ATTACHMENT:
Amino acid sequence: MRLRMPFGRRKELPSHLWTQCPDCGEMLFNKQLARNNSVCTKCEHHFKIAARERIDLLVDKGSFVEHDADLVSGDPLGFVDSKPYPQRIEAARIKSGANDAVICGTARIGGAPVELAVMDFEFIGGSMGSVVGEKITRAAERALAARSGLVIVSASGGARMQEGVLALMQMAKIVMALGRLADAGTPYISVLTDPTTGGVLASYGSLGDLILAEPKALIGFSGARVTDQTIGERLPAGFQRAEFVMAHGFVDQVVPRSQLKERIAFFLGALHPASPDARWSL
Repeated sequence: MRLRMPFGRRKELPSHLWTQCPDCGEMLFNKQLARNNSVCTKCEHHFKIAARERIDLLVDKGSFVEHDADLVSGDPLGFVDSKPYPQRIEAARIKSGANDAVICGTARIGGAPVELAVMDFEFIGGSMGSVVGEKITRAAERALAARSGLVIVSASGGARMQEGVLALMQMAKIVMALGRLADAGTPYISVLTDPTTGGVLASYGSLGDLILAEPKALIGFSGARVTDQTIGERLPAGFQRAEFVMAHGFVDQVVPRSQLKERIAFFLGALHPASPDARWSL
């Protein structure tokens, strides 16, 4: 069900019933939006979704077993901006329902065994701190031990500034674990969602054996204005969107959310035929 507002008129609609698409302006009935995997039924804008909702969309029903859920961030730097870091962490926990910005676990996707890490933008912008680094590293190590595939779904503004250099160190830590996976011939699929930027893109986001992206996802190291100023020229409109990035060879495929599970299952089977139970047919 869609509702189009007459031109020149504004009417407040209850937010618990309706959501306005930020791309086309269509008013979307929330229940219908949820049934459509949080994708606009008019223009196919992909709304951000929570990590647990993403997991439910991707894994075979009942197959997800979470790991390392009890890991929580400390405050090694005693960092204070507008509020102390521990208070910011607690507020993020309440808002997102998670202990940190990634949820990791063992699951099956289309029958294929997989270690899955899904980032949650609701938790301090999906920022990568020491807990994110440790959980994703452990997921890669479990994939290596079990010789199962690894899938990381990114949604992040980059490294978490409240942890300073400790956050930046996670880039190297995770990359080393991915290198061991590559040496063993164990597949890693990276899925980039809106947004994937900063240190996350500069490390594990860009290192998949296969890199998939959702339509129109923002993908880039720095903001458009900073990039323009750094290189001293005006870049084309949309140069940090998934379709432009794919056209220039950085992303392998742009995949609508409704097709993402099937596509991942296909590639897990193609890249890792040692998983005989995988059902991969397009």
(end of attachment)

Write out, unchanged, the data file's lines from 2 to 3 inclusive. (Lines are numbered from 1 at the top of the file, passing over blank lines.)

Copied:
Repeated sequence: MRLRMPFGRRKELPSHLWTQCPDCGEMLFNKQLARNNSVCTKCEHHFKIAARERIDLLVDKGSFVEHDADLVSGDPLGFVDSKPYPQRIEAARIKSGANDAVICGTARIGGAPVELAVMDFEFIGGSMGSVVGEKITRAAERALAARSGLVIVSASGGARMQEGVLALMQMAKIVMALGRLADAGTPYISVLTDPTTGGVLASYGSLGDLILAEPKALIGFSGARVTDQTIGERLPAGFQRAEFVMAHGFVDQVVPRSQLKERIAFFLGALHPASPDARWSL
């Protein structure tokens, strides 16, 4: 069900019933939006979704077993901006329902065994701190031990500034674990969602054996204005969107959310035929 507002008129609609698409302006009935995997039924804008909702969309029903859920961030730097870091962490926990910005676990996707890490933008912008680094590293190590595939779904503004250099160190830590996976011939699929930027893109986001992206996802190291100023020229409109990035060879495929599970299952089977139970047919 869609509702189009007459031109020149504004009417407040209850937010618990309706959501306005930020791309086309269509008013979307929330229940219908949820049934459509949080994708606009008019223009196919992909709304951000929570990590647990993403997991439910991707894994075979009942197959997800979470790991390392009890890991929580400390405050090694005693960092204070507008509020102390521990208070910011607690507020993020309440808002997102998670202990940190990634949820990791063992699951099956289309029958294929997989270690899955899904980032949650609701938790301090999906920022990568020491807990994110440790959980994703452990997921890669479990994939290596079990010789199962690894899938990381990114949604992040980059490294978490409240942890300073400790956050930046996670880039190297995770990359080393991915290198061991590559040496063993164990597949890693990276899925980039809106947004994937900063240190996350500069490390594990860009290192998949296969890199998939959702339509129109923002993908880039720095903001458009900073990039323009750094290189001293005006870049084309949309140069940090998934379709432009794919056209220039950085992303392998742009995949609508409704097709993402099937596509991942296909590639897990193609890249890792040692998983005989995988059902991969397009």